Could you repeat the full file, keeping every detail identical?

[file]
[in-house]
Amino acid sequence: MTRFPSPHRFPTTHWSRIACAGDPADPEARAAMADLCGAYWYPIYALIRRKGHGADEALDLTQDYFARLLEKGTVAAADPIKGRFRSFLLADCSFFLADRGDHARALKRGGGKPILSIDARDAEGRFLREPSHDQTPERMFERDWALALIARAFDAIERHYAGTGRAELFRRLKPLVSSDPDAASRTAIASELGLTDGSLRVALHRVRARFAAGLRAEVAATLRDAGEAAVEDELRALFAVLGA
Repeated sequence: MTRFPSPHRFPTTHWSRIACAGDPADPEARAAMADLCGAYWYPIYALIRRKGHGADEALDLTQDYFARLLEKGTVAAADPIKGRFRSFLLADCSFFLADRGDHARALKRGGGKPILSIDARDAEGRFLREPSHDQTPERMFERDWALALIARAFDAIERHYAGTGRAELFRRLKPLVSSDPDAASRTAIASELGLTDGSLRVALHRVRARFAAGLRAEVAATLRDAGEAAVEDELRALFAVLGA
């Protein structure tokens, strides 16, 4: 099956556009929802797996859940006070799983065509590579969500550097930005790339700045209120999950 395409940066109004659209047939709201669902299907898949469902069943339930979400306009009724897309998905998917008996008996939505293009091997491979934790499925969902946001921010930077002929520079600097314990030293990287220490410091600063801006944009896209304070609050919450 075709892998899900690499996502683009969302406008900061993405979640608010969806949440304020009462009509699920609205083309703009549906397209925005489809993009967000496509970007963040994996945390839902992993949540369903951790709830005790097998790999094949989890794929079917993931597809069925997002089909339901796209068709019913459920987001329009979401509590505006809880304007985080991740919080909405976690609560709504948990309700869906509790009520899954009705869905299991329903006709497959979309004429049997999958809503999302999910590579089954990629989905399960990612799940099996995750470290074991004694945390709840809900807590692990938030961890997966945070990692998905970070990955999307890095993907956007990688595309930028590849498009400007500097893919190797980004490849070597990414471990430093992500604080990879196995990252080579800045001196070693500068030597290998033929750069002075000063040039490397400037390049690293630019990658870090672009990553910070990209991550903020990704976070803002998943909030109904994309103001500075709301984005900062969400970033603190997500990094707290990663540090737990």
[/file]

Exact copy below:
[in-house]
Amino acid sequence: MTRFPSPHRFPTTHWSRIACAGDPADPEARAAMADLCGAYWYPIYALIRRKGHGADEALDLTQDYFARLLEKGTVAAADPIKGRFRSFLLADCSFFLADRGDHARALKRGGGKPILSIDARDAEGRFLREPSHDQTPERMFERDWALALIARAFDAIERHYAGTGRAELFRRLKPLVSSDPDAASRTAIASELGLTDGSLRVALHRVRARFAAGLRAEVAATLRDAGEAAVEDELRALFAVLGA
Repeated sequence: MTRFPSPHRFPTTHWSRIACAGDPADPEARAAMADLCGAYWYPIYALIRRKGHGADEALDLTQDYFARLLEKGTVAAADPIKGRFRSFLLADCSFFLADRGDHARALKRGGGKPILSIDARDAEGRFLREPSHDQTPERMFERDWALALIARAFDAIERHYAGTGRAELFRRLKPLVSSDPDAASRTAIASELGLTDGSLRVALHRVRARFAAGLRAEVAATLRDAGEAAVEDELRALFAVLGA
């Protein structure tokens, strides 16, 4: 099956556009929802797996859940006070799983065509590579969500550097930005790339700045209120999950 395409940066109004659209047939709201669902299907898949469902069943339930979400306009009724897309998905998917008996008996939505293009091997491979934790499925969902946001921010930077002929520079600097314990030293990287220490410091600063801006944009896209304070609050919450 075709892998899900690499996502683009969302406008900061993405979640608010969806949440304020009462009509699920609205083309703009549906397209925005489809993009967000496509970007963040994996945390839902992993949540369903951790709830005790097998790999094949989890794929079917993931597809069925997002089909339901796209068709019913459920987001329009979401509590505006809880304007985080991740919080909405976690609560709504948990309700869906509790009520899954009705869905299991329903006709497959979309004429049997999958809503999302999910590579089954990629989905399960990612799940099996995750470290074991004694945390709840809900807590692990938030961890997966945070990692998905970070990955999307890095993907956007990688595309930028590849498009400007500097893919190797980004490849070597990414471990430093992500604080990879196995990252080579800045001196070693500068030597290998033929750069002075000063040039490397400037390049690293630019990658870090672009990553910070990209991550903020990704976070803002998943909030109904994309103001500075709301984005900062969400970033603190997500990094707290990663540090737990």